He said the Scottish Government's overall budget was projected to increase by about £4.9 billion over the next four years.

However, increased costs for the NHS and social care are predicted to absorb 75% of this, he said, making spending promises elsewhere more difficult.

Delivering pledges outside the healthcare portfolios would likely mean tax rises or cuts elsewhere, he added.

Mr Phillips said: "Scotland's politicians have really failed to level with voters on the challenges that lie ahead."

SNP Finance Secretary Kate Forbes said: "Only the SNP has a track record in office of using the Scottish Parliament's current financial powers - and only the SNP has the serious plans required to drive the post-pandemic recovery which is needed.

"This is the greatest period of upheaval seen in our society and our economy since the Second World War - and the economic response must be every bit as ambitious if we are to build a fair and sustainable recovery.

"In every single year that the SNP has been in Government, we have passed a balanced budget and that will continue to be the case.

"Overall, our proposed spending, including our significant new investment in our NHS, falls within the projections of the Scottish Government's Medium Term Financial Strategy published earlier this year, making our plans affordable even on relatively cautious estimates of future revenue.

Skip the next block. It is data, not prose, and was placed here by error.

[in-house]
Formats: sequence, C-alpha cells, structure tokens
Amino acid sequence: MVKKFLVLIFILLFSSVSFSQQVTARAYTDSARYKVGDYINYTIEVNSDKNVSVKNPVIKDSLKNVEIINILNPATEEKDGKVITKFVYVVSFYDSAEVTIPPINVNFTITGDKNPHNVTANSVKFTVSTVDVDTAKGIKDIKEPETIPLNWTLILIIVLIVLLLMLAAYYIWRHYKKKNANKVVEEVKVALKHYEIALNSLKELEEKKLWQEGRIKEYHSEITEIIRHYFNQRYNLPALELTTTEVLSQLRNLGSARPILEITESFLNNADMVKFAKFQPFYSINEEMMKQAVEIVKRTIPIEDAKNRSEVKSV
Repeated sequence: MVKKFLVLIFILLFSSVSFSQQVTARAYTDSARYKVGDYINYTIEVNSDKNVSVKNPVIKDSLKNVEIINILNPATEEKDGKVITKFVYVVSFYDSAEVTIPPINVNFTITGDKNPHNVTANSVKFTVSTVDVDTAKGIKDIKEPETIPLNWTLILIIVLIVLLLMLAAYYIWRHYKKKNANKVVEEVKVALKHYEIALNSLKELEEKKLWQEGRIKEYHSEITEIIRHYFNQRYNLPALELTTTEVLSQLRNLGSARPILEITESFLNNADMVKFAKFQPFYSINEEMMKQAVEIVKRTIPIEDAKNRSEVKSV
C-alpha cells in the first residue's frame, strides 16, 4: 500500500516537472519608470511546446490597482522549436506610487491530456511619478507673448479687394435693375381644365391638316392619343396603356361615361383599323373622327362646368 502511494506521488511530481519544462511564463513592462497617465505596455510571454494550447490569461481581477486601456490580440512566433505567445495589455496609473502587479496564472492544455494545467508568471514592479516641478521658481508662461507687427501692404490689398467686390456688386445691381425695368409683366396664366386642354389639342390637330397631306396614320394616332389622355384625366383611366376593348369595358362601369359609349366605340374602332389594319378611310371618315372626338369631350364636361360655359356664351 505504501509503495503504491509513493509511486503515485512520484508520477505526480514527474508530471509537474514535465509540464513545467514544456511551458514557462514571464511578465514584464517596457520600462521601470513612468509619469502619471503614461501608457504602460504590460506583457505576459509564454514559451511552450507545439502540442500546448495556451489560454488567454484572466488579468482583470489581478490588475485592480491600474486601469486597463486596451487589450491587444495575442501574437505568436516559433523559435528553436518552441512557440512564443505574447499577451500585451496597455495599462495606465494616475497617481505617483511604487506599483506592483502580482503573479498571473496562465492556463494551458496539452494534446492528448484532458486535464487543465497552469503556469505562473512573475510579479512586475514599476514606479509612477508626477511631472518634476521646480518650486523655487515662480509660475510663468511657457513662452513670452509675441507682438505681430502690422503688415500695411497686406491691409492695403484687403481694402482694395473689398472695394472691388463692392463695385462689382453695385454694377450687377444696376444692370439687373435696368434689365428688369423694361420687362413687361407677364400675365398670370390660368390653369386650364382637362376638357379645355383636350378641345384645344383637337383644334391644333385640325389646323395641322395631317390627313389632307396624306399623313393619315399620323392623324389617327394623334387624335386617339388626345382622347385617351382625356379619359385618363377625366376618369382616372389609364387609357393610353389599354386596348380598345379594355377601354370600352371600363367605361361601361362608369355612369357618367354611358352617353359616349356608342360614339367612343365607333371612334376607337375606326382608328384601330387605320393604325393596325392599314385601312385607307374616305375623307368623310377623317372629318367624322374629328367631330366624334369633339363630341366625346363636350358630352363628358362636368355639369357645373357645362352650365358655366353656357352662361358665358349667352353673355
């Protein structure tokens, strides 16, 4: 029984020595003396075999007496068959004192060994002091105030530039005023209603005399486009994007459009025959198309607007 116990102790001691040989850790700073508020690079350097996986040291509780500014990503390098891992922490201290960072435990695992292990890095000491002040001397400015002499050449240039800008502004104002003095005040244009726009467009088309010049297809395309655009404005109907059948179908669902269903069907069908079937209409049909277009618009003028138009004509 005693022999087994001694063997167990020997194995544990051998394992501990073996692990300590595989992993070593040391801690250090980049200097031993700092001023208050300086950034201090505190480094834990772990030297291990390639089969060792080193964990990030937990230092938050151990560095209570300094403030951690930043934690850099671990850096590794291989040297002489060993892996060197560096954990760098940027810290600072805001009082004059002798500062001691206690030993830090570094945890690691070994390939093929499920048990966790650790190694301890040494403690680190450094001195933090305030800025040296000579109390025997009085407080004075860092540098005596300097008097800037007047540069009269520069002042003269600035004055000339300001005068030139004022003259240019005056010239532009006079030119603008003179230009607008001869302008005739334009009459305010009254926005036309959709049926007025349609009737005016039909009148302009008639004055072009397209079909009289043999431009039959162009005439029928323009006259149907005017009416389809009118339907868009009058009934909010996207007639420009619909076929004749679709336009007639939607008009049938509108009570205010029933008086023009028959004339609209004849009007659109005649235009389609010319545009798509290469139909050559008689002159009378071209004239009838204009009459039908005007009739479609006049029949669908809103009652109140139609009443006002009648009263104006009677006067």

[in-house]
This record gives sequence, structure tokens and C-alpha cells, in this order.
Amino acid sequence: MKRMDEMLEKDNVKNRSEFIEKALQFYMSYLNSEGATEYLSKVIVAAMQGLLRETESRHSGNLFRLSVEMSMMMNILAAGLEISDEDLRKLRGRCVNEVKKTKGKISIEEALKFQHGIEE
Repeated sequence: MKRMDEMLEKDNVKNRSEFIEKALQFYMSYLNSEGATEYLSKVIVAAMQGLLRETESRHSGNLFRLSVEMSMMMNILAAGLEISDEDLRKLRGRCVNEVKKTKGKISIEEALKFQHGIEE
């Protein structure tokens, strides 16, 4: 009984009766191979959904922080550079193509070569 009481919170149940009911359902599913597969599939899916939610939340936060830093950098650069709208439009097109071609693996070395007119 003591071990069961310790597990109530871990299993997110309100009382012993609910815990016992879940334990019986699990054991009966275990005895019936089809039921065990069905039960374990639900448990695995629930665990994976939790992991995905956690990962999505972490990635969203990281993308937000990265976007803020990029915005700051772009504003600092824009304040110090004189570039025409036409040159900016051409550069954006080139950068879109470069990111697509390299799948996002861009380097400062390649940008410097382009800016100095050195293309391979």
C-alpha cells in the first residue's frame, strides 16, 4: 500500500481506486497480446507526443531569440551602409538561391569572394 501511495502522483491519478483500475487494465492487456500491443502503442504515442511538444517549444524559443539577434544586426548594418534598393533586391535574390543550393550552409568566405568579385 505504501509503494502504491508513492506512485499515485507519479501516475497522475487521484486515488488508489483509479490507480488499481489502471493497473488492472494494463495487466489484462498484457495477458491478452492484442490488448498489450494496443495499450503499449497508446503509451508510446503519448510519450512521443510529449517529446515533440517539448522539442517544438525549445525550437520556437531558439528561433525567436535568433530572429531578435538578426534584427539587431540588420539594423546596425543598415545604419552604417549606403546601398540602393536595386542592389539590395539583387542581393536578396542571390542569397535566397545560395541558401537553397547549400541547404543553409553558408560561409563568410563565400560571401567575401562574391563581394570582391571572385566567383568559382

"In backing our NHS and care services with £2.5bn of frontline NHS spending and an extra £800m of investment in social care, we can support recovery and transform our care services. Labour and the Tories’ plans fail the NHS and fail our care system.

"As well as the significant health, environment and social benefits our plans are designed to bring about, they will also generate increased economic activity through supporting businesses large and small and putting more money in the pockets of low income households - which will benefit public finances."

Labour's shadow Scottish secretary Ian Murray said: "We are glad the IFS have acknowledged the scale and ambition of our plans - when we say Labour is focused on a national recovery, we mean it.

"The last year has seen considerable funds made available for the health crisis - we cannot afford to be timid in response.

"These plans are ambitious because of the scale of the task ahead.

"We funded our recovery plans within the best of our knowledge of the consequentials available.

"But, as with all of their budgetary processes, the SNP have not been fully transparent about this allocation.

"As well as the current Covid-19 consequentials, the UK Government has a significant amount of funding in reserve, some of which we expect to come to Scotland for spending by the Scottish government.

"We will ensure every penny is spent on supporting our communities, businesses and public services in recovery and not on more constitutional division."

Scottish Conservative economy spokesman Maurice Golden said: "The SNP manifesto ran up a budget-breaking £95 billion bill for a single year. Their plan for independence is based on fantasy economics and their manifesto is no better.

"The IFS reserved their most damning criticism for Labour’s manifesto, stating they have 'no sense' of how to pay for any of it. It’s an embarrassingly weak plan with no substance.

"The Scottish Conservatives were the only party to fully cost our manifesto and we’re the only party with bold, ambitious and realistic plans to tackle the jobs and economic crisis facing Scotland.

"If pro-UK voters unite once again behind the Scottish Conservatives with their peach party list vote, we can stop an SNP majority, stop their plan for indyref2, and get all of the focus back onto rebuilding Scotland."